Auckland's mayor Phil Goff was justified in only conditionally releasing a $900,000 report on a new Auckland stadium to his councillors, the Chief Ombudsman has found.
Mr Goff commissioned the report into the potential for a downtown stadium last year without councillors' knowledge and then only gave them physical, rather than electronic, access to it.
His actions caused a rift in the council, with nine councillors writing an open letter expressing their "strong dissatisfaction", and two complaining to the ombudsman.
But chief Ombudsman Peter Boshier has found Mr Goff's actions were reasonable.
"I have found the Council's decision to release the information to councillors with conditions to be justified. This approach allowed councillors to be kept informed, while also recognising the particular commercial sensitivities of the information," he said.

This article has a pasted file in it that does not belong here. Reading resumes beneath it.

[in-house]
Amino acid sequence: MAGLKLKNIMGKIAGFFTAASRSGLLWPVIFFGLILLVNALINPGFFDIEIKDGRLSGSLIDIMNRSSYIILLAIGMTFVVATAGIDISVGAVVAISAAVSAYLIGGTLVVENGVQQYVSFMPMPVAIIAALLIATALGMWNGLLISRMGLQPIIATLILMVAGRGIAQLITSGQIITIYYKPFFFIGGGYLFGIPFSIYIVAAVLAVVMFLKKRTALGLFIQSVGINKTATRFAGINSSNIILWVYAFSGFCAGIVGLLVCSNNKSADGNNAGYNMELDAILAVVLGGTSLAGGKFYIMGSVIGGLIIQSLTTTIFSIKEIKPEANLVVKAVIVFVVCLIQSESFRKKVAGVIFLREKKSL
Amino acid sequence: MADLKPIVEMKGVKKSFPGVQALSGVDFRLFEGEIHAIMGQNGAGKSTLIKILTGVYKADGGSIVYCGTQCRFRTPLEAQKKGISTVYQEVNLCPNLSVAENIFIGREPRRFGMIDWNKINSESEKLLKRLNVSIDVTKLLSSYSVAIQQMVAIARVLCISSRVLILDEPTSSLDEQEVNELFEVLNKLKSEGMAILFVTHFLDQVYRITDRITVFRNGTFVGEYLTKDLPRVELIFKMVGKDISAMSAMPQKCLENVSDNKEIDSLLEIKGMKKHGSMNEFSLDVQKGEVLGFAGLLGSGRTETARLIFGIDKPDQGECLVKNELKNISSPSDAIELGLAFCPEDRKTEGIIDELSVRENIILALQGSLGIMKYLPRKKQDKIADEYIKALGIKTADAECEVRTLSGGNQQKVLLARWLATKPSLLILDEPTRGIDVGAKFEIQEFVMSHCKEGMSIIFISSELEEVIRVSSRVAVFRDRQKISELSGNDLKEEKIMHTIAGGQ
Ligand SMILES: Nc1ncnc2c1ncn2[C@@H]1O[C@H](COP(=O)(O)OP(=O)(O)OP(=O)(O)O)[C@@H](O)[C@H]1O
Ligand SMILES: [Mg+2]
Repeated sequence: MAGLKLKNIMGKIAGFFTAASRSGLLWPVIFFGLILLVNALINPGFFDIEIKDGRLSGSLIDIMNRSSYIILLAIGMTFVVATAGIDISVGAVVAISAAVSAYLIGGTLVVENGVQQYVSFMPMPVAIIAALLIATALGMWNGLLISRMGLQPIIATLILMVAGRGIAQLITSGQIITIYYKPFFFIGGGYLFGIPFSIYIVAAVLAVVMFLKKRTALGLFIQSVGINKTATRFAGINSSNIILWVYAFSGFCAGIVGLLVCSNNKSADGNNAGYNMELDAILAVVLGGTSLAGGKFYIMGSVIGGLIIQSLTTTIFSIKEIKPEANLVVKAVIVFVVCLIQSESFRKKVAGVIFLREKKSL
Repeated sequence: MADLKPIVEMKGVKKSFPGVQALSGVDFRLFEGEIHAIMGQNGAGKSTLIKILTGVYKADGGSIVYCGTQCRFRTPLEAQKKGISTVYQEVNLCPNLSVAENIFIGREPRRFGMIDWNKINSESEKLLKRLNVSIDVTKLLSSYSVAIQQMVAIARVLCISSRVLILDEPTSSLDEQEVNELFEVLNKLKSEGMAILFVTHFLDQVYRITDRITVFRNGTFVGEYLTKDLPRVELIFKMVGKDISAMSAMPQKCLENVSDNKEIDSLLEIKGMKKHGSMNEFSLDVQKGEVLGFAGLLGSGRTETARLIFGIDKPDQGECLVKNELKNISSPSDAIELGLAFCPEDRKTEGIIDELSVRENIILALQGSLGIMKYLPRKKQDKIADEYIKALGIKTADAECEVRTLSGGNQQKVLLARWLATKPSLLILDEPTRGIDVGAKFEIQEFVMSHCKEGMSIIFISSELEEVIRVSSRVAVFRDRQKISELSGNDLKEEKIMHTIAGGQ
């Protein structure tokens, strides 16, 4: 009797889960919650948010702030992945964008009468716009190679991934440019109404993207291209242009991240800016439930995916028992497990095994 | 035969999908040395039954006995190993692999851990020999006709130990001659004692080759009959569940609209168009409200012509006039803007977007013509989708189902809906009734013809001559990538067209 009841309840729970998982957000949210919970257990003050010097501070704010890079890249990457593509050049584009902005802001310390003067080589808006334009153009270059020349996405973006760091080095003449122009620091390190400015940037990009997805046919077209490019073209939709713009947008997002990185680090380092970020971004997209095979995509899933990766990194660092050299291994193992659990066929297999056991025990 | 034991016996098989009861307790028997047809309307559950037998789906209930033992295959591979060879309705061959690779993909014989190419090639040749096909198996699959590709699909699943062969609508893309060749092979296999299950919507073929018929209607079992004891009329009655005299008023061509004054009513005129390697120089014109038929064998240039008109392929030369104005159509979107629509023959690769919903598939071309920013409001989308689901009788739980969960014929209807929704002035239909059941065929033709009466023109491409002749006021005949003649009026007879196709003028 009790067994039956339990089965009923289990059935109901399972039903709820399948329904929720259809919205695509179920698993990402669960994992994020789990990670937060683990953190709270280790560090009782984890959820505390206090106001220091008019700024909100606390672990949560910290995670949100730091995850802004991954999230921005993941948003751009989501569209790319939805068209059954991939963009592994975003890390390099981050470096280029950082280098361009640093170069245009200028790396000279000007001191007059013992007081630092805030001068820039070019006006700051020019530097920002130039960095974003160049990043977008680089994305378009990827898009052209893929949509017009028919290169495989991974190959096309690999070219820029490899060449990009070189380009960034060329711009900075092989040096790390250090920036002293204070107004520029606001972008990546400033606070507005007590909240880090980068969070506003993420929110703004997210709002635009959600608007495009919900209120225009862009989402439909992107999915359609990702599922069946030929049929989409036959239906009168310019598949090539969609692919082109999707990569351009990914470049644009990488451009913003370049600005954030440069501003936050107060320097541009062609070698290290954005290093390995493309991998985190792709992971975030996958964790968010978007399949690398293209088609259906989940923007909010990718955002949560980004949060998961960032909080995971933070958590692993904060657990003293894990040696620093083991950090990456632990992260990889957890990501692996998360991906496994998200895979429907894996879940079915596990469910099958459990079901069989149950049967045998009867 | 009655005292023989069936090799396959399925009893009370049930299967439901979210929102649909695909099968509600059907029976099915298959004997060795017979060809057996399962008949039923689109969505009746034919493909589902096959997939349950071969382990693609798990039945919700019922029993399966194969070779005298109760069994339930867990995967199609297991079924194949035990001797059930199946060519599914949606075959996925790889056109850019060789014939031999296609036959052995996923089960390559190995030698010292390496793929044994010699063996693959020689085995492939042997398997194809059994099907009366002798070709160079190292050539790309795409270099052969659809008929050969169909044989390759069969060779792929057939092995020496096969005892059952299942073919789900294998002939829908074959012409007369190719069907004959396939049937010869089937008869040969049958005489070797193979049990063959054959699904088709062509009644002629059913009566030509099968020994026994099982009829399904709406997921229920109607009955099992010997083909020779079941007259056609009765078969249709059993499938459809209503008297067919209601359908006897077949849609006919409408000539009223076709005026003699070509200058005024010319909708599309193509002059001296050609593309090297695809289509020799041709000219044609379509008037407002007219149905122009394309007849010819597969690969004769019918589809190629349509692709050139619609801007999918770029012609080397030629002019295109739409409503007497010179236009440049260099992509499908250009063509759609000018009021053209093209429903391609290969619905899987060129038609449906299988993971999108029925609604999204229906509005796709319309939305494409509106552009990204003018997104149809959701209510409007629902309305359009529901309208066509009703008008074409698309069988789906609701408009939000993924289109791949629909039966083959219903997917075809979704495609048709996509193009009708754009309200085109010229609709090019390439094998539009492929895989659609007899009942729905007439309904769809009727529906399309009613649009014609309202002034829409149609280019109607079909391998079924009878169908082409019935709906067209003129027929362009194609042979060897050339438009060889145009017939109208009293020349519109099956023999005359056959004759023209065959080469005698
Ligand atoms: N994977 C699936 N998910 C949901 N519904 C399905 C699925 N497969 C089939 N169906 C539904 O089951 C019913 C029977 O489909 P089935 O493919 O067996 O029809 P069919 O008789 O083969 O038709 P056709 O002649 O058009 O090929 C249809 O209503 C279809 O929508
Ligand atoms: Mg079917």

The councillors were offered a physical copy of the report that they could read but needed to return.
Other organisations imposed similar controls on sensitive information, he said.
At the time of the report's release, Mr Goff said there was at least one elected councillor consistently leaking information to the media and he needed to be careful with sensitive information.
Earlier this year, Auckland Council withheld the same report from RNZ for five months, only releasing it, in redacted form, after a separate investigation by the Ombudsman.
Mr Goff welcomed the Ombudsman's decision today.
"The Ombudsman has said that conditions imposed on the communication and publication of the report were justified.
"The Ombudsman's report now brings this matter to a close and all of us can continue to focus on those things that matter most to the people of Auckland."